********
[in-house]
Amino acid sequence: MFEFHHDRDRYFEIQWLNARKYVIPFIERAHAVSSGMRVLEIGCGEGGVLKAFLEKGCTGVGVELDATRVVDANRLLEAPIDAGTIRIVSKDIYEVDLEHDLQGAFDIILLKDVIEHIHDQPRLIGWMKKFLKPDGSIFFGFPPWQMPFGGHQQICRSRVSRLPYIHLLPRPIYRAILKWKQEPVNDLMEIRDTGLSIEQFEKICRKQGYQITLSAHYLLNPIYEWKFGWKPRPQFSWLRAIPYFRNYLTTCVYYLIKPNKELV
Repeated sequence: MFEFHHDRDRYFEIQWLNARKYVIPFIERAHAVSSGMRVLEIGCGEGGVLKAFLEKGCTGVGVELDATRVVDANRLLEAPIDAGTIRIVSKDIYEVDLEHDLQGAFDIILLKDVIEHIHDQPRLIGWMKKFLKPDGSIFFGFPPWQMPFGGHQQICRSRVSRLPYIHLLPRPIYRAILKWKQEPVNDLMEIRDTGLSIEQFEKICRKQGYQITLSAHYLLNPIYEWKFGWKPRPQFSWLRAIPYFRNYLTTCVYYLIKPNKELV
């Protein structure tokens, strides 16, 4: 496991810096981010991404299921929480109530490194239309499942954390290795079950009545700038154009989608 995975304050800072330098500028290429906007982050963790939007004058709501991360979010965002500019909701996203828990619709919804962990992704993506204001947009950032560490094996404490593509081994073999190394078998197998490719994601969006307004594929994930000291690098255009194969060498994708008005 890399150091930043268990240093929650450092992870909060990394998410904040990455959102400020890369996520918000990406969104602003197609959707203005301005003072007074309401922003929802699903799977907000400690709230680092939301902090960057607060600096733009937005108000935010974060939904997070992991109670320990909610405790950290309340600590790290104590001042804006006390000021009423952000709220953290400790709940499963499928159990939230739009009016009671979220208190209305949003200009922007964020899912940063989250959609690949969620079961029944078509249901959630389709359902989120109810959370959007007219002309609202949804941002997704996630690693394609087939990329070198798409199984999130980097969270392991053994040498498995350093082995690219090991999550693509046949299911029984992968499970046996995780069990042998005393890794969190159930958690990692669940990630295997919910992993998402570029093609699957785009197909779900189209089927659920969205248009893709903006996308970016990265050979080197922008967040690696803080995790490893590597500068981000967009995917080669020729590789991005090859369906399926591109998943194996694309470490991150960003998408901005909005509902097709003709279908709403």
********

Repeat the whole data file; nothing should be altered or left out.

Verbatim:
[in-house]
Amino acid sequence: MFEFHHDRDRYFEIQWLNARKYVIPFIERAHAVSSGMRVLEIGCGEGGVLKAFLEKGCTGVGVELDATRVVDANRLLEAPIDAGTIRIVSKDIYEVDLEHDLQGAFDIILLKDVIEHIHDQPRLIGWMKKFLKPDGSIFFGFPPWQMPFGGHQQICRSRVSRLPYIHLLPRPIYRAILKWKQEPVNDLMEIRDTGLSIEQFEKICRKQGYQITLSAHYLLNPIYEWKFGWKPRPQFSWLRAIPYFRNYLTTCVYYLIKPNKELV
Repeated sequence: MFEFHHDRDRYFEIQWLNARKYVIPFIERAHAVSSGMRVLEIGCGEGGVLKAFLEKGCTGVGVELDATRVVDANRLLEAPIDAGTIRIVSKDIYEVDLEHDLQGAFDIILLKDVIEHIHDQPRLIGWMKKFLKPDGSIFFGFPPWQMPFGGHQQICRSRVSRLPYIHLLPRPIYRAILKWKQEPVNDLMEIRDTGLSIEQFEKICRKQGYQITLSAHYLLNPIYEWKFGWKPRPQFSWLRAIPYFRNYLTTCVYYLIKPNKELV
């Protein structure tokens, strides 16, 4: 496991810096981010991404299921929480109530490194239309499942954390290795079950009545700038154009989608 995975304050800072330098500028290429906007982050963790939007004058709501991360979010965002500019909701996203828990619709919804962990992704993506204001947009950032560490094996404490593509081994073999190394078998197998490719994601969006307004594929994930000291690098255009194969060498994708008005 890399150091930043268990240093929650450092992870909060990394998410904040990455959102400020890369996520918000990406969104602003197609959707203005301005003072007074309401922003929802699903799977907000400690709230680092939301902090960057607060600096733009937005108000935010974060939904997070992991109670320990909610405790950290309340600590790290104590001042804006006390000021009423952000709220953290400790709940499963499928159990939230739009009016009671979220208190209305949003200009922007964020899912940063989250959609690949969620079961029944078509249901959630389709359902989120109810959370959007007219002309609202949804941002997704996630690693394609087939990329070198798409199984999130980097969270392991053994040498498995350093082995690219090991999550693509046949299911029984992968499970046996995780069990042998005393890794969190159930958690990692669940990630295997919910992993998402570029093609699957785009197909779900189209089927659920969205248009893709903006996308970016990265050979080197922008967040690696803080995790490893590597500068981000967009995917080669020729590789991005090859369906399926591109998943194996694309470490991150960003998408901005909005509902097709003709279908709403």